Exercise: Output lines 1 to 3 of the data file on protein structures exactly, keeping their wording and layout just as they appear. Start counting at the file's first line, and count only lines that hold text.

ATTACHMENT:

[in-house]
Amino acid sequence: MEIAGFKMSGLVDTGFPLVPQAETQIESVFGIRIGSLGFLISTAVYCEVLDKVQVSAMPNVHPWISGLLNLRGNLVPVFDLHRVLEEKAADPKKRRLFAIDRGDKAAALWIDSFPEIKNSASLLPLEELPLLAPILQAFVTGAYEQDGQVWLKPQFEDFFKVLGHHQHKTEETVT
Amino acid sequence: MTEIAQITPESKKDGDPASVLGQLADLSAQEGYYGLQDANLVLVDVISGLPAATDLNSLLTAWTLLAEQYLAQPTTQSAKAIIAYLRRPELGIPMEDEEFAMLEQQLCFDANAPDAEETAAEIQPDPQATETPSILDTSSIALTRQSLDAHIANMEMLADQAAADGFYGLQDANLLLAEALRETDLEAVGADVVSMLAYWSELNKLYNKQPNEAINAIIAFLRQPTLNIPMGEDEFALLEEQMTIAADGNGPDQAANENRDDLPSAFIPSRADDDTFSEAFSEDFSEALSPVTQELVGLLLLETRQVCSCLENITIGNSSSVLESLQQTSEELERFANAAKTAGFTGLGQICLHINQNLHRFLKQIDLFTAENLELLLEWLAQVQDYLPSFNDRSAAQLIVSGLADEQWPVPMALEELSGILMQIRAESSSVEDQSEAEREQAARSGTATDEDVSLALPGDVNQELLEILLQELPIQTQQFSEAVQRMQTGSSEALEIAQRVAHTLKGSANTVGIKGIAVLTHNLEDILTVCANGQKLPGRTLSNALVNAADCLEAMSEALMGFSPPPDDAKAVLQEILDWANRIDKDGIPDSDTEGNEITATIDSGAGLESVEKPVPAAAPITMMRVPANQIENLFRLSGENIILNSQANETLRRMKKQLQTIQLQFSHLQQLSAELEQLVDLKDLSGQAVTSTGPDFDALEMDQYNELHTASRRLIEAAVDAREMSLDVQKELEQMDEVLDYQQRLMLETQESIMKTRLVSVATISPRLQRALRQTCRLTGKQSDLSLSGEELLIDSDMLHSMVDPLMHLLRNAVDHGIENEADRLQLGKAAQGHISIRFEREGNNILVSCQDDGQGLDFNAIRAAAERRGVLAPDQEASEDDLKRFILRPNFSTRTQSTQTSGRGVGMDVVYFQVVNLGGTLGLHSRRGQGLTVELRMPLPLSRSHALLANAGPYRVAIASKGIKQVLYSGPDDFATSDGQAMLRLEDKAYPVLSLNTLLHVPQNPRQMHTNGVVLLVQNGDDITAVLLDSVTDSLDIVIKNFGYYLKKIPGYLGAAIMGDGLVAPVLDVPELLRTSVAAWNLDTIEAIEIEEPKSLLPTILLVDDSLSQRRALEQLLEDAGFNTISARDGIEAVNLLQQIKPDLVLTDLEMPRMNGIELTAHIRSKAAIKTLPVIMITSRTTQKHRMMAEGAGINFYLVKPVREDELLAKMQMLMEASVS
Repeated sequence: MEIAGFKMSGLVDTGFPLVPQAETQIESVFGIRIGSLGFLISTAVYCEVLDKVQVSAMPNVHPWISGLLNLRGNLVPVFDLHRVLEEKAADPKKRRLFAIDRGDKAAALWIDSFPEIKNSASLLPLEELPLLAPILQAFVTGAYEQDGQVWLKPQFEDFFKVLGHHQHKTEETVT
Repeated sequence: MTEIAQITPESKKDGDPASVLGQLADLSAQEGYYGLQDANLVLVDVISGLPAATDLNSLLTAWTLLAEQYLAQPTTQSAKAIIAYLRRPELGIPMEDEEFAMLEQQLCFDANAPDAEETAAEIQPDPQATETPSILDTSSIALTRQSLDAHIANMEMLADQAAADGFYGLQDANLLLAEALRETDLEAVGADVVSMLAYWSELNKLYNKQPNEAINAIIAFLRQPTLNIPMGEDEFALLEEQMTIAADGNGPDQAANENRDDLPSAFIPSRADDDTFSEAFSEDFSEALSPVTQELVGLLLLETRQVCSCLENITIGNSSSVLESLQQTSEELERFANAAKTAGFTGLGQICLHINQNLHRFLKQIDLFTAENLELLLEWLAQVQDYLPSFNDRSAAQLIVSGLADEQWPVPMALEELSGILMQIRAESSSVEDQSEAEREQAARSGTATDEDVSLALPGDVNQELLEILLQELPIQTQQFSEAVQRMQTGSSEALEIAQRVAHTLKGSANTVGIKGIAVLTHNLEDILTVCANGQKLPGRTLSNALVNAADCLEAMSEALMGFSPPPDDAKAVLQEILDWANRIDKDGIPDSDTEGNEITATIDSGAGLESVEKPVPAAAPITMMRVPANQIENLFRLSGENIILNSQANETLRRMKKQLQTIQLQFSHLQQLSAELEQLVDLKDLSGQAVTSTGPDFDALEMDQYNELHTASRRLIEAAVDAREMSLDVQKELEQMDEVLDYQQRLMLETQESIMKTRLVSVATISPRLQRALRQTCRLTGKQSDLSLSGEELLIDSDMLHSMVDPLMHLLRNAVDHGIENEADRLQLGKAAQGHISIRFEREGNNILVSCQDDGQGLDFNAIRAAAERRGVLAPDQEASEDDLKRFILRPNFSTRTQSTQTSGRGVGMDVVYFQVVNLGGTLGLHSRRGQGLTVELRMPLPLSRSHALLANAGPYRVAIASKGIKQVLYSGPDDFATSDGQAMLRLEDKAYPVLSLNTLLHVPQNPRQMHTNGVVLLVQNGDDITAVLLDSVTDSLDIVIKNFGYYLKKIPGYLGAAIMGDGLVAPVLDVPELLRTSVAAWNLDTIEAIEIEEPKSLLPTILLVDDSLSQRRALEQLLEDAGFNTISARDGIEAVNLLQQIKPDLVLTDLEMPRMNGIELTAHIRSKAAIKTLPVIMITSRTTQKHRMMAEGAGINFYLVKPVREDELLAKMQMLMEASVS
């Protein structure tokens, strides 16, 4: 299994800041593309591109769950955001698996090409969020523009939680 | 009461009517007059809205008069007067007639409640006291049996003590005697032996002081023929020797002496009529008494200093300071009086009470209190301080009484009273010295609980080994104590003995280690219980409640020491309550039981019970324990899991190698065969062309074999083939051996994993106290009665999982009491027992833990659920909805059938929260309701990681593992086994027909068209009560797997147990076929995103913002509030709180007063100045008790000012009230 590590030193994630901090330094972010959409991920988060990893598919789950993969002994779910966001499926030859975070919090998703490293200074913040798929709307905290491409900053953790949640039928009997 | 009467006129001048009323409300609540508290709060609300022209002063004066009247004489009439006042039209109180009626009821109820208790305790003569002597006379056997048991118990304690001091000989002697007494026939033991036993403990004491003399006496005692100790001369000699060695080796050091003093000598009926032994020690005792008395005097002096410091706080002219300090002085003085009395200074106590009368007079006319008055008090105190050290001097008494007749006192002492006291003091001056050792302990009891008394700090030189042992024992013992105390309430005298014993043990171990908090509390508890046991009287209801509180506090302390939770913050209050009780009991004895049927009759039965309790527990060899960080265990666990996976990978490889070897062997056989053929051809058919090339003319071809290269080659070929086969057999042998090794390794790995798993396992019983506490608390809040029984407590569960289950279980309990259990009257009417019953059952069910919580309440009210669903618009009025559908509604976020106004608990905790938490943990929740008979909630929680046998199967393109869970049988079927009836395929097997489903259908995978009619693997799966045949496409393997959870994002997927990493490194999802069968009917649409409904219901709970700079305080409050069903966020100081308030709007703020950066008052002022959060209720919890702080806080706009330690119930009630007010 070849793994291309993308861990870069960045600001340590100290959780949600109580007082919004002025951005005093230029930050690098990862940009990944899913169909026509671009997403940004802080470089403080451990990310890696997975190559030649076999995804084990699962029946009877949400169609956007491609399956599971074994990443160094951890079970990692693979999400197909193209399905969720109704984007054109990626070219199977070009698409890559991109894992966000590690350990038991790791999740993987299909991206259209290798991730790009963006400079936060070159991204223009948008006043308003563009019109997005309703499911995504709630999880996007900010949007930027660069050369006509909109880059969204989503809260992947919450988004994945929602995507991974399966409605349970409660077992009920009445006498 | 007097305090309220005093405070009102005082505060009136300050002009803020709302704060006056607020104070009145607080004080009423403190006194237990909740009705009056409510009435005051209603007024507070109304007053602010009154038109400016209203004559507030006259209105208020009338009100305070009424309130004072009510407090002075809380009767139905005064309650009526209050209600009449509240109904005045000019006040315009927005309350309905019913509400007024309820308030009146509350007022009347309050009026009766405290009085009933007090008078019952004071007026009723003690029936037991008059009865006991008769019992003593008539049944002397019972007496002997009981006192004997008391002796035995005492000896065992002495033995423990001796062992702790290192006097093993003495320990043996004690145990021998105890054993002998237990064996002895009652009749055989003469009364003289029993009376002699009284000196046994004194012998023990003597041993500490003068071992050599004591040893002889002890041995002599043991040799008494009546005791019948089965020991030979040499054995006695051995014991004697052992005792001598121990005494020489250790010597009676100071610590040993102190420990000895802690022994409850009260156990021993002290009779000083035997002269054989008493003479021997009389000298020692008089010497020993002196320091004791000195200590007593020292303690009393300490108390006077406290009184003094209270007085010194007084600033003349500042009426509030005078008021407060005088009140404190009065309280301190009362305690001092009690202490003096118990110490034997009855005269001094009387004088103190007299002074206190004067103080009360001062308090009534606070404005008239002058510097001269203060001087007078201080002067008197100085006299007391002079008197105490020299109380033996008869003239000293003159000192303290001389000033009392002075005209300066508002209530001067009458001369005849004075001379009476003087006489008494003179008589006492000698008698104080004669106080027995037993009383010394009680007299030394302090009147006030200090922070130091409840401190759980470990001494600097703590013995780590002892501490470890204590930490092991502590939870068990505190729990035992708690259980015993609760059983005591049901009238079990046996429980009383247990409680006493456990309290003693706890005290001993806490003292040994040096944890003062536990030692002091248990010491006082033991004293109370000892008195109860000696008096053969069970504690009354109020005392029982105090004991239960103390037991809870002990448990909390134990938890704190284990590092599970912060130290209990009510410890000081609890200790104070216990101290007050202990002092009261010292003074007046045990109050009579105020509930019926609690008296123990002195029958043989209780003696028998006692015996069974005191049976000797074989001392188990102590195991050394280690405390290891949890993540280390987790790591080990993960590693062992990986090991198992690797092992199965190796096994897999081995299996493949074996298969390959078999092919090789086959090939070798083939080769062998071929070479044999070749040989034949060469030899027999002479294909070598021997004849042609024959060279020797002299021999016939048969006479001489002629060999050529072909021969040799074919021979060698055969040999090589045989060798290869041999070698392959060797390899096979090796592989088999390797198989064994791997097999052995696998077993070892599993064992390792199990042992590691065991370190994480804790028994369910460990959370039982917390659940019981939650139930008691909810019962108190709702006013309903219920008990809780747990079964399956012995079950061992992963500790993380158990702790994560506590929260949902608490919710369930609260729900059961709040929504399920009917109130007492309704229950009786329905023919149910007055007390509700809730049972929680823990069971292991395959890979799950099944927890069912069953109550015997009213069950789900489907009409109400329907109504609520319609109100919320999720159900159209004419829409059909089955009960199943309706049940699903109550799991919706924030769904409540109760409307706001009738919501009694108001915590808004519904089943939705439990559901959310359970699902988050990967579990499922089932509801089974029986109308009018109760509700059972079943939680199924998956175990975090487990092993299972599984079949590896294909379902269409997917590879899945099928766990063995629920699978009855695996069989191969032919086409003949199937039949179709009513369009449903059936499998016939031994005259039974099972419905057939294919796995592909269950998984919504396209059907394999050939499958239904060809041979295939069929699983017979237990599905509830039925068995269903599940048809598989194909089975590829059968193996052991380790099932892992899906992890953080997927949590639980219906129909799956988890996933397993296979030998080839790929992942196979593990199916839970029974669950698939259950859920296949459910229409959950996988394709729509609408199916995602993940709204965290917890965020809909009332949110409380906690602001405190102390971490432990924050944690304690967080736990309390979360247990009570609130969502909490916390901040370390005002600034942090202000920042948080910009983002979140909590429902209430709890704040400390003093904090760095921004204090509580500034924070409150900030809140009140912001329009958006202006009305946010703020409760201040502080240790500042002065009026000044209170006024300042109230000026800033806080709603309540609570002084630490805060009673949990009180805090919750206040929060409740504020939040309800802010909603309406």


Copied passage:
[in-house]
Amino acid sequence: MEIAGFKMSGLVDTGFPLVPQAETQIESVFGIRIGSLGFLISTAVYCEVLDKVQVSAMPNVHPWISGLLNLRGNLVPVFDLHRVLEEKAADPKKRRLFAIDRGDKAAALWIDSFPEIKNSASLLPLEELPLLAPILQAFVTGAYEQDGQVWLKPQFEDFFKVLGHHQHKTEETVT
Amino acid sequence: MTEIAQITPESKKDGDPASVLGQLADLSAQEGYYGLQDANLVLVDVISGLPAATDLNSLLTAWTLLAEQYLAQPTTQSAKAIIAYLRRPELGIPMEDEEFAMLEQQLCFDANAPDAEETAAEIQPDPQATETPSILDTSSIALTRQSLDAHIANMEMLADQAAADGFYGLQDANLLLAEALRETDLEAVGADVVSMLAYWSELNKLYNKQPNEAINAIIAFLRQPTLNIPMGEDEFALLEEQMTIAADGNGPDQAANENRDDLPSAFIPSRADDDTFSEAFSEDFSEALSPVTQELVGLLLLETRQVCSCLENITIGNSSSVLESLQQTSEELERFANAAKTAGFTGLGQICLHINQNLHRFLKQIDLFTAENLELLLEWLAQVQDYLPSFNDRSAAQLIVSGLADEQWPVPMALEELSGILMQIRAESSSVEDQSEAEREQAARSGTATDEDVSLALPGDVNQELLEILLQELPIQTQQFSEAVQRMQTGSSEALEIAQRVAHTLKGSANTVGIKGIAVLTHNLEDILTVCANGQKLPGRTLSNALVNAADCLEAMSEALMGFSPPPDDAKAVLQEILDWANRIDKDGIPDSDTEGNEITATIDSGAGLESVEKPVPAAAPITMMRVPANQIENLFRLSGENIILNSQANETLRRMKKQLQTIQLQFSHLQQLSAELEQLVDLKDLSGQAVTSTGPDFDALEMDQYNELHTASRRLIEAAVDAREMSLDVQKELEQMDEVLDYQQRLMLETQESIMKTRLVSVATISPRLQRALRQTCRLTGKQSDLSLSGEELLIDSDMLHSMVDPLMHLLRNAVDHGIENEADRLQLGKAAQGHISIRFEREGNNILVSCQDDGQGLDFNAIRAAAERRGVLAPDQEASEDDLKRFILRPNFSTRTQSTQTSGRGVGMDVVYFQVVNLGGTLGLHSRRGQGLTVELRMPLPLSRSHALLANAGPYRVAIASKGIKQVLYSGPDDFATSDGQAMLRLEDKAYPVLSLNTLLHVPQNPRQMHTNGVVLLVQNGDDITAVLLDSVTDSLDIVIKNFGYYLKKIPGYLGAAIMGDGLVAPVLDVPELLRTSVAAWNLDTIEAIEIEEPKSLLPTILLVDDSLSQRRALEQLLEDAGFNTISARDGIEAVNLLQQIKPDLVLTDLEMPRMNGIELTAHIRSKAAIKTLPVIMITSRTTQKHRMMAEGAGINFYLVKPVREDELLAKMQMLMEASVS